Windowsapps Select User Check Name

As shown here, the “Administrator” name is acceptable to the system and is automatically added. Just click “OK” to proceed.

Windowsapps Select User Name Automatically Added

You may use other system user names as well. As long as a system user is authorized to view the hidden folders and apps, they can access the WindowsApps folder as the new owner.


If the system user is unknown or you made a spelling error, you will notice a “cannot be found” error while trying to add the incorrect name.

Windowsapps Select User Name Incorrect Name

Now we come to the main step. Here in the main window you can see that the owner of the folder has been changed to your specified administrator account. Before applying the change, make sure that the “Replace owner on sub containers and objects” checkbox is selected, otherwise you won’t be able to interact with other files and folders inside the WindowsApps folder.

After you’ve done everything, click on the Apply and OK buttons to save the changes.

Windowsapps Folder Replace Owner Subcontainers

As soon as you click on the OK button, Windows will start to change the file and folder permissions.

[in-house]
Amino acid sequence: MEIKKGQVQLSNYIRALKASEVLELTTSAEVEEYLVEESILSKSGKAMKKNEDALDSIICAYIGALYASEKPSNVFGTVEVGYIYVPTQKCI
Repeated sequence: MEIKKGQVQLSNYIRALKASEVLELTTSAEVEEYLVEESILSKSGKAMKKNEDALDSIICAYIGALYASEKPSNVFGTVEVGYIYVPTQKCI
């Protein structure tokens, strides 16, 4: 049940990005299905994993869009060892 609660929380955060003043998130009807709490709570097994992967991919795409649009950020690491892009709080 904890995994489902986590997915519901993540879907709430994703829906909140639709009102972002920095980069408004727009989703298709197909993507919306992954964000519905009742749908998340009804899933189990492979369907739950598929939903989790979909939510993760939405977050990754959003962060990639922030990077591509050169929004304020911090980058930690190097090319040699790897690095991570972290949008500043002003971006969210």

Windowsapps Select Changing Ownership 1

You will finally notice a success status message: “If you have just taken ownership of this object, you will need to close and reopen this object’s properties before you can view or change permissions.” Click OK to proceed.

Windowsapps Close And Reopen Object

Now you should be able to access the WindowsApps folder without any problems, either in administrator mode or as an approved system user.

Whichever method you use, you should now have access to the WindowsApps folder. You can also use the same method to take control of any folder on your hard drive. For further tips and hacks for Windows 10, read our guide on how to check CPU temperatures on your PC. And in a bit of a throwback guide, we’ve curated a list of great screensavers for Windows 10, too.

Image credit: Windows 10 main screen with all apps running by DepositPhotos

Sayak Boral Sayak Boral